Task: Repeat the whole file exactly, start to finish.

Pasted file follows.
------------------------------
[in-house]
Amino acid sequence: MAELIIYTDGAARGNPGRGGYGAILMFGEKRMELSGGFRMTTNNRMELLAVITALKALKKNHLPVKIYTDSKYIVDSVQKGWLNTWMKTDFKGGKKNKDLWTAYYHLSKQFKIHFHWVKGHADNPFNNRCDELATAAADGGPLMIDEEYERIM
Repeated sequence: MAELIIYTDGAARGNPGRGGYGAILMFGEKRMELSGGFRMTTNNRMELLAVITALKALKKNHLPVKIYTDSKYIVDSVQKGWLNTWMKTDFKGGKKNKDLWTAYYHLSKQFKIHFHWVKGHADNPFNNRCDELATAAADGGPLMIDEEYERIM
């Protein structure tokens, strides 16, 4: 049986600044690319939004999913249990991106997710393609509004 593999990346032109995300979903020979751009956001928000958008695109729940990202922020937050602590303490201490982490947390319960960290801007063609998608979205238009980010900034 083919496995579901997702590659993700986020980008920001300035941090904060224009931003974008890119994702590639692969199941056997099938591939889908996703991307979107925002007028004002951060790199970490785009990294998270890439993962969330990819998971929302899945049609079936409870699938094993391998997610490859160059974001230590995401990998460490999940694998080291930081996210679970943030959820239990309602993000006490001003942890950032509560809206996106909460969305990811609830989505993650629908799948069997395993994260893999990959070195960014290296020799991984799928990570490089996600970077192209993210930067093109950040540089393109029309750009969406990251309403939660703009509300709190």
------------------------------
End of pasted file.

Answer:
[in-house]
Amino acid sequence: MAELIIYTDGAARGNPGRGGYGAILMFGEKRMELSGGFRMTTNNRMELLAVITALKALKKNHLPVKIYTDSKYIVDSVQKGWLNTWMKTDFKGGKKNKDLWTAYYHLSKQFKIHFHWVKGHADNPFNNRCDELATAAADGGPLMIDEEYERIM
Repeated sequence: MAELIIYTDGAARGNPGRGGYGAILMFGEKRMELSGGFRMTTNNRMELLAVITALKALKKNHLPVKIYTDSKYIVDSVQKGWLNTWMKTDFKGGKKNKDLWTAYYHLSKQFKIHFHWVKGHADNPFNNRCDELATAAADGGPLMIDEEYERIM
């Protein structure tokens, strides 16, 4: 049986600044690319939004999913249990991106997710393609509004 593999990346032109995300979903020979751009956001928000958008695109729940990202922020937050602590303490201490982490947390319960960290801007063609998608979205238009980010900034 083919496995579901997702590659993700986020980008920001300035941090904060224009931003974008890119994702590639692969199941056997099938591939889908996703991307979107925002007028004002951060790199970490785009990294998270890439993962969330990819998971929302899945049609079936409870699938094993391998997610490859160059974001230590995401990998460490999940694998080291930081996210679970943030959820239990309602993000006490001003942890950032509560809206996106909460969305990811609830989505993650629908799948069997395993994260893999990959070195960014290296020799991984799928990570490089996600970077192209993210930067093109950040540089393109029309750009969406990251309403939660703009509300709190």